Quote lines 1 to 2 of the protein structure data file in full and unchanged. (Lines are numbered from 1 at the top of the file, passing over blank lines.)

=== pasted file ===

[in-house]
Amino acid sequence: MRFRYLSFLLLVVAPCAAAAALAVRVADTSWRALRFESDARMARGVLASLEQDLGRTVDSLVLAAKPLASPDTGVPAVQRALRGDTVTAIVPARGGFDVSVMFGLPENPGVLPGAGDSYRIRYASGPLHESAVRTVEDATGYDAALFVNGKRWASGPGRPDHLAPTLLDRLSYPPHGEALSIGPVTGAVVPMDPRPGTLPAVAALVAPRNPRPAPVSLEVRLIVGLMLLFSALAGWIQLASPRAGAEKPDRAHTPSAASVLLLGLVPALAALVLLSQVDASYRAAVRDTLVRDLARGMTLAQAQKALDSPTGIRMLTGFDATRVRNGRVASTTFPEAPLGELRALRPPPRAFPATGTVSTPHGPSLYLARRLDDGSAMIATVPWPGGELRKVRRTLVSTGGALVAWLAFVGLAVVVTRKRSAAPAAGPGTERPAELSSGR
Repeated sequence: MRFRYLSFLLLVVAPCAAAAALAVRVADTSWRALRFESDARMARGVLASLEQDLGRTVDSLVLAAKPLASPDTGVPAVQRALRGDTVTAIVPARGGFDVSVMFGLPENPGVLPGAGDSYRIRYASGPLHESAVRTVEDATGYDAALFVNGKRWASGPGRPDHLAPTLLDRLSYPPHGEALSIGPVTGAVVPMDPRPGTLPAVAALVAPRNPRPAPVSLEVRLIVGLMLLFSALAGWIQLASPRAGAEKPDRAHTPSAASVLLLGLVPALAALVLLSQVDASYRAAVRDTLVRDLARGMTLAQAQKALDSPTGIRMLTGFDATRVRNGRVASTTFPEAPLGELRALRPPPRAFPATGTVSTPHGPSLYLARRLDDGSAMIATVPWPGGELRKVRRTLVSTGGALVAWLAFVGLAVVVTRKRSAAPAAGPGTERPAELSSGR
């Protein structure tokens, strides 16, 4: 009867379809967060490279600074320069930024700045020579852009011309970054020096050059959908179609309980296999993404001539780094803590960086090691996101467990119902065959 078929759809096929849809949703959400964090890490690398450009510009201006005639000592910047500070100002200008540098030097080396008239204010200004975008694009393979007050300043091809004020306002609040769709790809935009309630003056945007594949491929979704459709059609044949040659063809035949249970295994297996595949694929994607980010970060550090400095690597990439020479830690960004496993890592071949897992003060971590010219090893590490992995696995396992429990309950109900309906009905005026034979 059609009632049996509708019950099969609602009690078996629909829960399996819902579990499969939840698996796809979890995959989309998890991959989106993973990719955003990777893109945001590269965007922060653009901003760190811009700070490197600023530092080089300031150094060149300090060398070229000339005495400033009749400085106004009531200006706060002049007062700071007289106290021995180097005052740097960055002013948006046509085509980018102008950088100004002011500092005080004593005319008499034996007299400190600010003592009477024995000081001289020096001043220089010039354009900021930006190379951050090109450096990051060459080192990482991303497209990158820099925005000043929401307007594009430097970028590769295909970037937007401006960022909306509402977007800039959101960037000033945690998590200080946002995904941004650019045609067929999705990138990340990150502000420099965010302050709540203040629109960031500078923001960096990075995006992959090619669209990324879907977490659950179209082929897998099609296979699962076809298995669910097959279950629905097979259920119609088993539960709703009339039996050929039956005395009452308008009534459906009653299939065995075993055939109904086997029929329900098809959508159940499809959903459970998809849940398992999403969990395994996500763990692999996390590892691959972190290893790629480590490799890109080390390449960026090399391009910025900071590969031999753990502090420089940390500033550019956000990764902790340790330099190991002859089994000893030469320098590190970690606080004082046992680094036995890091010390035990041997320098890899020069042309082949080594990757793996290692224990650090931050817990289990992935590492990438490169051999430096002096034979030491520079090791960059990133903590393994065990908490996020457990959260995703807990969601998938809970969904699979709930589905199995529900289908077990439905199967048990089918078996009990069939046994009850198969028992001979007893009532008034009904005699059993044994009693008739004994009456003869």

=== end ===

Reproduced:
[in-house]
Amino acid sequence: MRFRYLSFLLLVVAPCAAAAALAVRVADTSWRALRFESDARMARGVLASLEQDLGRTVDSLVLAAKPLASPDTGVPAVQRALRGDTVTAIVPARGGFDVSVMFGLPENPGVLPGAGDSYRIRYASGPLHESAVRTVEDATGYDAALFVNGKRWASGPGRPDHLAPTLLDRLSYPPHGEALSIGPVTGAVVPMDPRPGTLPAVAALVAPRNPRPAPVSLEVRLIVGLMLLFSALAGWIQLASPRAGAEKPDRAHTPSAASVLLLGLVPALAALVLLSQVDASYRAAVRDTLVRDLARGMTLAQAQKALDSPTGIRMLTGFDATRVRNGRVASTTFPEAPLGELRALRPPPRAFPATGTVSTPHGPSLYLARRLDDGSAMIATVPWPGGELRKVRRTLVSTGGALVAWLAFVGLAVVVTRKRSAAPAAGPGTERPAELSSGR